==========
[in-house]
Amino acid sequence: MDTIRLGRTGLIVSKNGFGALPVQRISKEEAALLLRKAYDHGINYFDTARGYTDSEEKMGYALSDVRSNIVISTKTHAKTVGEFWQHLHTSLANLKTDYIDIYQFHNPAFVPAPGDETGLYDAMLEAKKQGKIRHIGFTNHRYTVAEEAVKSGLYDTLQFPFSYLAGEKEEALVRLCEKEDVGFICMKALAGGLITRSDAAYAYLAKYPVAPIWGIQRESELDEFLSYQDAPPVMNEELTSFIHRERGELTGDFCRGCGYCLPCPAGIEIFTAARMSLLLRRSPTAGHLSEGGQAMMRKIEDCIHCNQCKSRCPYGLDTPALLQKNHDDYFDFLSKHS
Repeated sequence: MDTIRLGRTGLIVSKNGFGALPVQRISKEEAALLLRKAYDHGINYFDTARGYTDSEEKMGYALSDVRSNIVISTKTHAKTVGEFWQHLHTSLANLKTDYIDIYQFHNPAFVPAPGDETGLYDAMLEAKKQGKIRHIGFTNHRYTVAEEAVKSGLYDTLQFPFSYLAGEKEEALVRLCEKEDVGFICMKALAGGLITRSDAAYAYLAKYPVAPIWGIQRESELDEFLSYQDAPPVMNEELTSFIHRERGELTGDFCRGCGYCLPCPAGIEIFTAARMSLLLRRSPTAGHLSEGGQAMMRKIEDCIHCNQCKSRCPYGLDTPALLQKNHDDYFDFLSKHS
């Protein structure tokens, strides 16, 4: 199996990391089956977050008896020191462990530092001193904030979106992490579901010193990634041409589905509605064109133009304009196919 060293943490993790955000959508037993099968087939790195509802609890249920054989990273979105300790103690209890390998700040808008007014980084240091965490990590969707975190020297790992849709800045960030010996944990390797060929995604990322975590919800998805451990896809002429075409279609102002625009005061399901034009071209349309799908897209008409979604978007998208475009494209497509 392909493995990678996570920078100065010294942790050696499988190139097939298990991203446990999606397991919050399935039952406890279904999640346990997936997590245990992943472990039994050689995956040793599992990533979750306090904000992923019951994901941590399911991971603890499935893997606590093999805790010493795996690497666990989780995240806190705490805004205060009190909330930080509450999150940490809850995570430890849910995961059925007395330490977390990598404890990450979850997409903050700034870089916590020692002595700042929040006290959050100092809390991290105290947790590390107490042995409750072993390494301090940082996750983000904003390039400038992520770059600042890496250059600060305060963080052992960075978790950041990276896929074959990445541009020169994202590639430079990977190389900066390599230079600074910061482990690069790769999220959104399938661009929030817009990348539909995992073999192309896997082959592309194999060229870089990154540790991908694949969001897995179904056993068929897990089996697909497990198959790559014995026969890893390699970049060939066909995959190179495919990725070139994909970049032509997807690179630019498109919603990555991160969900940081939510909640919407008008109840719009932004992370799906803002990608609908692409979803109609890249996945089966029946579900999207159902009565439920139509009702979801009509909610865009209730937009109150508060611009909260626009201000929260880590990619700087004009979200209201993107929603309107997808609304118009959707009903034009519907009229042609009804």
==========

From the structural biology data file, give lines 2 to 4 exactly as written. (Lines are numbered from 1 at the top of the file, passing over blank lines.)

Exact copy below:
Amino acid sequence: MDTIRLGRTGLIVSKNGFGALPVQRISKEEAALLLRKAYDHGINYFDTARGYTDSEEKMGYALSDVRSNIVISTKTHAKTVGEFWQHLHTSLANLKTDYIDIYQFHNPAFVPAPGDETGLYDAMLEAKKQGKIRHIGFTNHRYTVAEEAVKSGLYDTLQFPFSYLAGEKEEALVRLCEKEDVGFICMKALAGGLITRSDAAYAYLAKYPVAPIWGIQRESELDEFLSYQDAPPVMNEELTSFIHRERGELTGDFCRGCGYCLPCPAGIEIFTAARMSLLLRRSPTAGHLSEGGQAMMRKIEDCIHCNQCKSRCPYGLDTPALLQKNHDDYFDFLSKHS
Repeated sequence: MDTIRLGRTGLIVSKNGFGALPVQRISKEEAALLLRKAYDHGINYFDTARGYTDSEEKMGYALSDVRSNIVISTKTHAKTVGEFWQHLHTSLANLKTDYIDIYQFHNPAFVPAPGDETGLYDAMLEAKKQGKIRHIGFTNHRYTVAEEAVKSGLYDTLQFPFSYLAGEKEEALVRLCEKEDVGFICMKALAGGLITRSDAAYAYLAKYPVAPIWGIQRESELDEFLSYQDAPPVMNEELTSFIHRERGELTGDFCRGCGYCLPCPAGIEIFTAARMSLLLRRSPTAGHLSEGGQAMMRKIEDCIHCNQCKSRCPYGLDTPALLQKNHDDYFDFLSKHS
């Protein structure tokens, strides 16, 4: 199996990391089956977050008896020191462990530092001193904030979106992490579901010193990634041409589905509605064109133009304009196919 060293943490993790955000959508037993099968087939790195509802609890249920054989990273979105300790103690209890390998700040808008007014980084240091965490990590969707975190020297790992849709800045960030010996944990390797060929995604990322975590919800998805451990896809002429075409279609102002625009005061399901034009071209349309799908897209008409979604978007998208475009494209497509 392909493995990678996570920078100065010294942790050696499988190139097939298990991203446990999606397991919050399935039952406890279904999640346990997936997590245990992943472990039994050689995956040793599992990533979750306090904000992923019951994901941590399911991971603890499935893997606590093999805790010493795996690497666990989780995240806190705490805004205060009190909330930080509450999150940490809850995570430890849910995961059925007395330490977390990598404890990450979850997409903050700034870089916590020692002595700042929040006290959050100092809390991290105290947790590390107490042995409750072993390494301090940082996750983000904003390039400038992520770059600042890496250059600060305060963080052992960075978790950041990276896929074959990445541009020169994202590639430079990977190389900066390599230079600074910061482990690069790769999220959104399938661009929030817009990348539909995992073999192309896997082959592309194999060229870089990154540790991908694949969001897995179904056993068929897990089996697909497990198959790559014995026969890893390699970049060939066909995959190179495919990725070139994909970049032509997807690179630019498109919603990555991160969900940081939510909640919407008008109840719009932004992370799906803002990608609908692409979803109609890249996945089966029946579900999207159902009565439920139509009702979801009509909610865009209730937009109150508060611009909260626009201000929260880590990619700087004009979200209201993107929603309107997808609304118009959707009903034009519907009229042609009804």